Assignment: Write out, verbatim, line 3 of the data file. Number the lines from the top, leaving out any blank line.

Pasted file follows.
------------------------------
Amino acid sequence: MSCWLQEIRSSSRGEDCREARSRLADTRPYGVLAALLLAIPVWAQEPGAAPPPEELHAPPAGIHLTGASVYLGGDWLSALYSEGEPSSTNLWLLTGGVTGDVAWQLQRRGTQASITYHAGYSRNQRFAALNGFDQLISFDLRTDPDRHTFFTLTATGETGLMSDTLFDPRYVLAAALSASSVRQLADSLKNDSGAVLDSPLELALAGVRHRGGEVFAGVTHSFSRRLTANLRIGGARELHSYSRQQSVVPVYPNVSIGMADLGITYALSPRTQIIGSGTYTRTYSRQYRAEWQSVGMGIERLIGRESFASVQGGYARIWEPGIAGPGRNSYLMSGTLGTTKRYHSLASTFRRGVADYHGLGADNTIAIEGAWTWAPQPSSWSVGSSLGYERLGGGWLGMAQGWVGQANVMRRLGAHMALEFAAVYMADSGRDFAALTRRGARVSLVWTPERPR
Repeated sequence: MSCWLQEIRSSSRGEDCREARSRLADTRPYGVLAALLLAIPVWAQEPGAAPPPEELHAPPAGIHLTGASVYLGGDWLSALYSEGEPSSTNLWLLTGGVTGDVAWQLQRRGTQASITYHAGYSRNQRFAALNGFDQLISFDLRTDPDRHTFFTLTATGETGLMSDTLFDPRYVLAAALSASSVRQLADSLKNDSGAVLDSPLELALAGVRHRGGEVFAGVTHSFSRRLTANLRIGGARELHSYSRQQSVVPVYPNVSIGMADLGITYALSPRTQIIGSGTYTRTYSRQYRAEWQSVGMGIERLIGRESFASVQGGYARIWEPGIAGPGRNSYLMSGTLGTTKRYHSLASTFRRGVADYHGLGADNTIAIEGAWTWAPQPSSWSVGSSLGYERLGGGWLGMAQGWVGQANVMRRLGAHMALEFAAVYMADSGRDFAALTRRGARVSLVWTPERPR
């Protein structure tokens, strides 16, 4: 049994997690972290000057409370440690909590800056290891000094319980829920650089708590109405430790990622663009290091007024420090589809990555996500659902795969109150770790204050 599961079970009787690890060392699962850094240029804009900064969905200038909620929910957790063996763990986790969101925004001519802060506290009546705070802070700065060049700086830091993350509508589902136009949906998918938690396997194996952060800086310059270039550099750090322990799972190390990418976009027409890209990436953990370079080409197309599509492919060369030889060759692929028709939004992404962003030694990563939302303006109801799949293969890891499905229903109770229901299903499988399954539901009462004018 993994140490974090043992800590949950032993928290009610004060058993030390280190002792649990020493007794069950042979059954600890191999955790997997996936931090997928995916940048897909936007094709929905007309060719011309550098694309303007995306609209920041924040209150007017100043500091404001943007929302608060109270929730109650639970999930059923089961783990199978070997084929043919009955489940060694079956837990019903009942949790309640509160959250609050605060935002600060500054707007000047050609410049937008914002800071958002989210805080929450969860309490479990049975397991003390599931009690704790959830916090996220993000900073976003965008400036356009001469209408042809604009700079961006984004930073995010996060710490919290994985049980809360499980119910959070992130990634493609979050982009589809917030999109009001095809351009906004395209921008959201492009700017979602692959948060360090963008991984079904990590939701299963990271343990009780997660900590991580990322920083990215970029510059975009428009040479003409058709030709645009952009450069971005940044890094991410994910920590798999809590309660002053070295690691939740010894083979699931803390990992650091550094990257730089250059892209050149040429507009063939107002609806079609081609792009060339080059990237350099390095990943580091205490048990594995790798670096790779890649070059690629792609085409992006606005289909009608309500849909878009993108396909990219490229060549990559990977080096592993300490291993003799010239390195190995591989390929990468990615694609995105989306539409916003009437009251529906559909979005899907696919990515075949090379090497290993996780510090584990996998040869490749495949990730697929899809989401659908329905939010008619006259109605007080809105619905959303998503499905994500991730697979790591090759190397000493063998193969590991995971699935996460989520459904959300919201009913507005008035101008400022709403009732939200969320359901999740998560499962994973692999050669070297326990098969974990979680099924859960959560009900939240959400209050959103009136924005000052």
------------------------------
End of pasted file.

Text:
């Protein structure tokens, strides 16, 4: 049994997690972290000057409370440690909590800056290891000094319980829920650089708590109405430790990622663009290091007024420090589809990555996500659902795969109150770790204050 599961079970009787690890060392699962850094240029804009900064969905200038909620929910957790063996763990986790969101925004001519802060506290009546705070802070700065060049700086830091993350509508589902136009949906998918938690396997194996952060800086310059270039550099750090322990799972190390990418976009027409890209990436953990370079080409197309599509492919060369030889060759692929028709939004992404962003030694990563939302303006109801799949293969890891499905229903109770229901299903499988399954539901009462004018 993994140490974090043992800590949950032993928290009610004060058993030390280190002792649990020493007794069950042979059954600890191999955790997997996936931090997928995916940048897909936007094709929905007309060719011309550098694309303007995306609209920041924040209150007017100043500091404001943007929302608060109270929730109650639970999930059923089961783990199978070997084929043919009955489940060694079956837990019903009942949790309640509160959250609050605060935002600060500054707007000047050609410049937008914002800071958002989210805080929450969860309490479990049975397991003390599931009690704790959830916090996220993000900073976003965008400036356009001469209408042809604009700079961006984004930073995010996060710490919290994985049980809360499980119910959070992130990634493609979050982009589809917030999109009001095809351009906004395209921008959201492009700017979602692959948060360090963008991984079904990590939701299963990271343990009780997660900590991580990322920083990215970029510059975009428009040479003409058709030709645009952009450069971005940044890094991410994910920590798999809590309660002053070295690691939740010894083979699931803390990992650091550094990257730089250059892209050149040429507009063939107002609806079609081609792009060339080059990237350099390095990943580091205490048990594995790798670096790779890649070059690629792609085409992006606005289909009608309500849909878009993108396909990219490229060549990559990977080096592993300490291993003799010239390195190995591989390929990468990615694609995105989306539409916003009437009251529906559909979005899907696919990515075949090379090497290993996780510090584990996998040869490749495949990730697929899809989401659908329905939010008619006259109605007080809105619905959303998503499905994500991730697979790591090759190397000493063998193969590991995971699935996460989520459904959300919201009913507005008035101008400022709403009732939200969320359901999740998560499962994973692999050669070297326990098969974990979680099924859960959560009900939240959400209050959103009136924005000052």